The idea that Horne should be charged, while their more experienced superiors walk, even though they were privy to the same information, seems nothing short of ludicrous. But then again, this is Manatee County. For his part, Bowen has reportedly acknowledged that under the same standards, he should be charged. Though he then attempted to argue that in truth, neither he, nor any of the other officials should have been charged, explaining that since the state didn't charge Frazier with "child abuse," there was no need to report the allegations.
This nonsensical line of argument ignores the idea that the things Frazier was charged with all trigger a mandatory report according to the law. It also discounts the fact that what a school official is ultimately charged with after an investigation by law enforcement has nothing to do with reporting allegations to the state. The law makes it very simple. If anyone who works in a school witnesses, suspects or is made aware of allegations that fit the guidelines, it must be reported to a hotline monitored by DCF within 24 hours – period.
In the Frazier case, there were detailed allegations that he had told the student he loved her, touched her buttocks and upper thighs and asked that she text him naked pictures of herself – more than enough to require reporting it to the hotline. In fact, the law was specifically put in place to prevent people like Bowen, Martin and Horne from independently determining whether or not such serious allegations warranted action, and from considering other mitigating factors that wouldn't occur to an outside investigator – like whether a coach would be missed on the sideline during a nationally-ranked football team's first playoff game.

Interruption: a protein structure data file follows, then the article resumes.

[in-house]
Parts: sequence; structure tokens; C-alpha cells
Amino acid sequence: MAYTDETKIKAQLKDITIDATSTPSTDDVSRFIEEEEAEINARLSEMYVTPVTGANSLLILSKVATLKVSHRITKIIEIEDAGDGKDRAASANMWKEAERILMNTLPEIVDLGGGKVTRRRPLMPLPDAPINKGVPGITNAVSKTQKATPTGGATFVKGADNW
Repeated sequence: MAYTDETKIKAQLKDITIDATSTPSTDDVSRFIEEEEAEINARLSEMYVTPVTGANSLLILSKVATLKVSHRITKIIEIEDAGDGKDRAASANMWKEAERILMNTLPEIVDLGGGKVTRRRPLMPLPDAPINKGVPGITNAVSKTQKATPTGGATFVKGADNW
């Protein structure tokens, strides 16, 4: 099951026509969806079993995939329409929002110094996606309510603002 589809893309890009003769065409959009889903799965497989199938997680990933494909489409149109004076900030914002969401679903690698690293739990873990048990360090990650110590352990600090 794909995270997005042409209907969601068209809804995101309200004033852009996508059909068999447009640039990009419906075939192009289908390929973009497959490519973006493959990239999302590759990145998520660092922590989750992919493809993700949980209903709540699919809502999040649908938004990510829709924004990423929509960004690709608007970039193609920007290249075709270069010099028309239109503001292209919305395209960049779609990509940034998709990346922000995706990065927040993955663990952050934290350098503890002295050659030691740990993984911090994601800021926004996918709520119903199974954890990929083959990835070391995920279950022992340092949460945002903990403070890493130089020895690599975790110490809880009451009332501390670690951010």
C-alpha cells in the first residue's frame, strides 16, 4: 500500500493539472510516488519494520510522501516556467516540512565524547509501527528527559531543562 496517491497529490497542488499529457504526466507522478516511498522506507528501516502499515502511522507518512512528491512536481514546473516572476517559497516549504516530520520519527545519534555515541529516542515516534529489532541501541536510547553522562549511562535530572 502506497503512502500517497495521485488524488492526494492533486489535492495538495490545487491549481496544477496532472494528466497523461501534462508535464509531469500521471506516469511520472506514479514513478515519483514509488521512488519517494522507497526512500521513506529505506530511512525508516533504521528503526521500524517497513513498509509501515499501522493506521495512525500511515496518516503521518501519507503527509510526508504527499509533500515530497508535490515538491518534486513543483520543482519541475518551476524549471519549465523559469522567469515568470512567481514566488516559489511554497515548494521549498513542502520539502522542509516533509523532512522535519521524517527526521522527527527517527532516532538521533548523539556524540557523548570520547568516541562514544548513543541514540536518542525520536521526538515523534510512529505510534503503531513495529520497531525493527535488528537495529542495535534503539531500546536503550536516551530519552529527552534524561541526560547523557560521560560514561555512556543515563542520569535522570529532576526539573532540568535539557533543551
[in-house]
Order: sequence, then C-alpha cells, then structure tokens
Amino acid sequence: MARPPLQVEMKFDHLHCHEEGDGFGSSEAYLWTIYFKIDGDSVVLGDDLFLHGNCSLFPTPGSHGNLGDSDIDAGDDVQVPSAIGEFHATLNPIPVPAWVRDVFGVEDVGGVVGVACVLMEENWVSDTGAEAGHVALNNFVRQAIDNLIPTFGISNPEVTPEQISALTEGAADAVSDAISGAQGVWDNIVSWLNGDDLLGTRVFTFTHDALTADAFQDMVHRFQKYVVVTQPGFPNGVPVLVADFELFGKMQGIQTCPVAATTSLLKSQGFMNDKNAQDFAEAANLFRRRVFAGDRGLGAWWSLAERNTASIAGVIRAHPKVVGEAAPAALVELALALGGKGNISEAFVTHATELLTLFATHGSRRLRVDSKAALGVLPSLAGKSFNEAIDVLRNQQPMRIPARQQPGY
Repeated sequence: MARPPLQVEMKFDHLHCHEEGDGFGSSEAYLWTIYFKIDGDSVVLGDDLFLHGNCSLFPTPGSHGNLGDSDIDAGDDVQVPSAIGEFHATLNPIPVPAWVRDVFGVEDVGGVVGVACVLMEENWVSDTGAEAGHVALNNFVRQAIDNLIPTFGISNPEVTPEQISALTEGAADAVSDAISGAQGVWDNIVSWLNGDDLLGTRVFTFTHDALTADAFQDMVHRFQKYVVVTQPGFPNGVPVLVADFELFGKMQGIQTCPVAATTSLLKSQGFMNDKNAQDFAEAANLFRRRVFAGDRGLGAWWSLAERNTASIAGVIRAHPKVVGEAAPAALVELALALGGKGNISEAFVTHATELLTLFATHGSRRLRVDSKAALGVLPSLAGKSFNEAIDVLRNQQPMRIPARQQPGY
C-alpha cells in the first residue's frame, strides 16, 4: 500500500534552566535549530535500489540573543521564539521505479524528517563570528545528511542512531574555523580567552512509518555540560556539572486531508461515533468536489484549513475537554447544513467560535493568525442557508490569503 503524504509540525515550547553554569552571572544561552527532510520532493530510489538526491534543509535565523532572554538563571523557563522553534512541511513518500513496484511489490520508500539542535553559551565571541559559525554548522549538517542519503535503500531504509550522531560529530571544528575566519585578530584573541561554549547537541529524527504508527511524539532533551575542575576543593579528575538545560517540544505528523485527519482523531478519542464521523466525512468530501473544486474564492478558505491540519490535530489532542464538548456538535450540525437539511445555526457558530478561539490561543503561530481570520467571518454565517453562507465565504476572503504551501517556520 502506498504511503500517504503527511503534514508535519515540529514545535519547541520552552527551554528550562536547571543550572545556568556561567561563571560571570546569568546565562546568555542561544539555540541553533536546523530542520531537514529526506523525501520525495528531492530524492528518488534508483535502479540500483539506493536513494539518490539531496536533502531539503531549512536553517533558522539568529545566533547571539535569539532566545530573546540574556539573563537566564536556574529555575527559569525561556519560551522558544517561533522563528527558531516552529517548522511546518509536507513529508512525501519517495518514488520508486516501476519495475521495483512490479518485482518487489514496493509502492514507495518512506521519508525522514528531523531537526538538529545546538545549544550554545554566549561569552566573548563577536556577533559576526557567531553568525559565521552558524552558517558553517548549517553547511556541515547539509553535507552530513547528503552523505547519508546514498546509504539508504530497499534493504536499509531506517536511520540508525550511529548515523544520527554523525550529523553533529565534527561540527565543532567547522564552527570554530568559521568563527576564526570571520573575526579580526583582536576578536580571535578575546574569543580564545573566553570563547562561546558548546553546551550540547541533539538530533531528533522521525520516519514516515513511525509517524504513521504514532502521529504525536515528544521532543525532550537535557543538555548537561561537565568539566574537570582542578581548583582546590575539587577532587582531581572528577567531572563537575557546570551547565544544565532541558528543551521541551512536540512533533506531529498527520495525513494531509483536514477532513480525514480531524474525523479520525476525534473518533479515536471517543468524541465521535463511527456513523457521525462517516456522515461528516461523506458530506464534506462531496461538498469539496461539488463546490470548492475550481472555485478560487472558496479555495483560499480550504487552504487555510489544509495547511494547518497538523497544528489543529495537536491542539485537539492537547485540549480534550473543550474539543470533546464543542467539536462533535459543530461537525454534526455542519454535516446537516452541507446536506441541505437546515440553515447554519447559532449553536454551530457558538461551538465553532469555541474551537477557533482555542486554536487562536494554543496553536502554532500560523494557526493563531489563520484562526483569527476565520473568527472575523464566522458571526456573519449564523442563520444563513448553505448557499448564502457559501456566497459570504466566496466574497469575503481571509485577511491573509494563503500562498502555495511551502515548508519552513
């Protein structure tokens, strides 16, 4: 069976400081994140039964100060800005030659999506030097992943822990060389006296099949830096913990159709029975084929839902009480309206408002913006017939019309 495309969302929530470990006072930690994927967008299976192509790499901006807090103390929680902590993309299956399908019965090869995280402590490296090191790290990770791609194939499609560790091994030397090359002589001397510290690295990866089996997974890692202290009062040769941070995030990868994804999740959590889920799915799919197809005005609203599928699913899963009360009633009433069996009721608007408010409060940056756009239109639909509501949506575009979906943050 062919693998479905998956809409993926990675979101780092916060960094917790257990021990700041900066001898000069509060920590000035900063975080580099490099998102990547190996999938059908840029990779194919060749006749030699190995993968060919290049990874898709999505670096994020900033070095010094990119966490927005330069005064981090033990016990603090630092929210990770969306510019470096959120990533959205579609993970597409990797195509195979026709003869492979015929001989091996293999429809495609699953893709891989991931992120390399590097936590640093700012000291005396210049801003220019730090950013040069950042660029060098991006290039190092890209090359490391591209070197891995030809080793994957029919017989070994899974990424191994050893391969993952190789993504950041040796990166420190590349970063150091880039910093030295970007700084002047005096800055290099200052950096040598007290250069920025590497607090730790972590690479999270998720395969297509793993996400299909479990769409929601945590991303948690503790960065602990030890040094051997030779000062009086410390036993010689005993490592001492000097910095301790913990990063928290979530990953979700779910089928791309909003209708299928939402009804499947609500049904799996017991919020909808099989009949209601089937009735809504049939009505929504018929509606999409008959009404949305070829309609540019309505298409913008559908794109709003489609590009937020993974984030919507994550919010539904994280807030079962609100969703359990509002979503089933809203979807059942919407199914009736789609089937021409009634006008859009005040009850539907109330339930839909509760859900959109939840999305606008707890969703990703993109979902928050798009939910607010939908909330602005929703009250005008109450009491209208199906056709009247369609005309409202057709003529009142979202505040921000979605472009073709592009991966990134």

In his defense, no one's ever accused Bowen of being a good attorney. In fact, the school board ran into a bit of public embarrassment last year when it was revealed that after losing several expensive, high-profile and seemingly ill-advised cases, they sought to fire Bowen, only to learn it would cost taxpayers over $400,000 to do so. He quietly served out the rest of his contract before retiring earlier this year.
Bowen has, however, been accused of being a control freak whose constant machinations to consolidate power within the school district's top echelon created a culture of fear and compliance which helped to perpetuate many of the problems that ultimately led the board to clean house. When efforts by school board member Robert Gause and former board chair Harry Kinnan to position Gagnon as former superintendent Tim McGonegal's successor failed, however, the old guard seemed to lose its grip for good.
That failure to coronate Gagnon spared the district the embarrassment of having their top administrator perp-walked out of the big, gold building during the Frazier case, and ultimately ushered in the Mills era. Mills, a former Army colonel with no ties to the Manatee County good-old-boy network, replaced the entire top tier and brought in Pumphrey, a heavily-credentialed investigator who was also an outsider. His mop-up work on both the Frazier and Williams cases speaks well for the future of the disgraced department.
For her part, Horne seems far from innocent. While she was patently unqualified to fill the position, she was also an educated professional who'd been in education her entire career. I think it stands to reason that she knew she was unqualified, and if the average citizen can view her inaction and the directions of her superiors as nothing short of criminal, it would seem that someone with a master's degree and a supposed concern for the welfare of students could figure it out as well.
Instead, she took more than $80,000 a year in taxpayer money for the position and only asked to go back to being an assistant principal when it became clear that the chickens were coming home to roost. On Monday, the district will finally close the door on this shameful chapter in its histroy.
If any good can come from the fiasco, it might be the idea that there is finally a capable investigator working for the district, or that people who work in our children's schools might finally get the message that our kids are off-limits sexually. Nonetheless, it's another black eye on the district and one less reason for parents and taxpayers to feel good about the state of public education in Manatee – something they hardly needed.
*Correction: this article initially listed attorney Scott Martin among the list of administrators charged in connection to the Frazier case. Martin has not yet been charged by the state's attorney's office.